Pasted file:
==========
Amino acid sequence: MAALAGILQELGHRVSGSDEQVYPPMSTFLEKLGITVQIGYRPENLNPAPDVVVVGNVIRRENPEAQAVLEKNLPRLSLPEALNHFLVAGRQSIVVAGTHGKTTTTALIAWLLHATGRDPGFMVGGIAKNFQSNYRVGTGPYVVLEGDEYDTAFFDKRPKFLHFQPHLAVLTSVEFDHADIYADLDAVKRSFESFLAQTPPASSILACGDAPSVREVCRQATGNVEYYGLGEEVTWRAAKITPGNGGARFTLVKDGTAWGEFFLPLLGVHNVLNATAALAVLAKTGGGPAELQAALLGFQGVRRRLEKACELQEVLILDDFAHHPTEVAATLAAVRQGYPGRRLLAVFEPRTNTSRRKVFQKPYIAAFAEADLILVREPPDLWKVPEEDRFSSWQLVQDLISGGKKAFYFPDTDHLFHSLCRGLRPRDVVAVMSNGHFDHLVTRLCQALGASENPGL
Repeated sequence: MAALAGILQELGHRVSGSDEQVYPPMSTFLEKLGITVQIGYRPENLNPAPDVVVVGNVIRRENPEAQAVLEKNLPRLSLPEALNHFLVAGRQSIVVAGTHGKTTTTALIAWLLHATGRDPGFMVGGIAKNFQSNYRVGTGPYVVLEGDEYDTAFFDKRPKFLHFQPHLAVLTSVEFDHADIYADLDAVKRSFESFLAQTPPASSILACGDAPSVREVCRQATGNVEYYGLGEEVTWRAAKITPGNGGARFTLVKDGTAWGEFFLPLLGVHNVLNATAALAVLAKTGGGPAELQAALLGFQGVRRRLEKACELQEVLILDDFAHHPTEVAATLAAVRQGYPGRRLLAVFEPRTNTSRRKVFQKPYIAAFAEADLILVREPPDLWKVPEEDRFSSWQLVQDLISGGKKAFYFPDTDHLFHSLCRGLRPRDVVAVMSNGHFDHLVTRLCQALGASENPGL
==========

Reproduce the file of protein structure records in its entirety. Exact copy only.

Amino acid sequence: MAALAGILQELGHRVSGSDEQVYPPMSTFLEKLGITVQIGYRPENLNPAPDVVVVGNVIRRENPEAQAVLEKNLPRLSLPEALNHFLVAGRQSIVVAGTHGKTTTTALIAWLLHATGRDPGFMVGGIAKNFQSNYRVGTGPYVVLEGDEYDTAFFDKRPKFLHFQPHLAVLTSVEFDHADIYADLDAVKRSFESFLAQTPPASSILACGDAPSVREVCRQATGNVEYYGLGEEVTWRAAKITPGNGGARFTLVKDGTAWGEFFLPLLGVHNVLNATAALAVLAKTGGGPAELQAALLGFQGVRRRLEKACELQEVLILDDFAHHPTEVAATLAAVRQGYPGRRLLAVFEPRTNTSRRKVFQKPYIAAFAEADLILVREPPDLWKVPEEDRFSSWQLVQDLISGGKKAFYFPDTDHLFHSLCRGLRPRDVVAVMSNGHFDHLVTRLCQALGASENPGL
Repeated sequence: MAALAGILQELGHRVSGSDEQVYPPMSTFLEKLGITVQIGYRPENLNPAPDVVVVGNVIRRENPEAQAVLEKNLPRLSLPEALNHFLVAGRQSIVVAGTHGKTTTTALIAWLLHATGRDPGFMVGGIAKNFQSNYRVGTGPYVVLEGDEYDTAFFDKRPKFLHFQPHLAVLTSVEFDHADIYADLDAVKRSFESFLAQTPPASSILACGDAPSVREVCRQATGNVEYYGLGEEVTWRAAKITPGNGGARFTLVKDGTAWGEFFLPLLGVHNVLNATAALAVLAKTGGGPAELQAALLGFQGVRRRLEKACELQEVLILDDFAHHPTEVAATLAAVRQGYPGRRLLAVFEPRTNTSRRKVFQKPYIAAFAEADLILVREPPDLWKVPEEDRFSSWQLVQDLISGGKKAFYFPDTDHLFHSLCRGLRPRDVVAVMSNGHFDHLVTRLCQALGASENPGL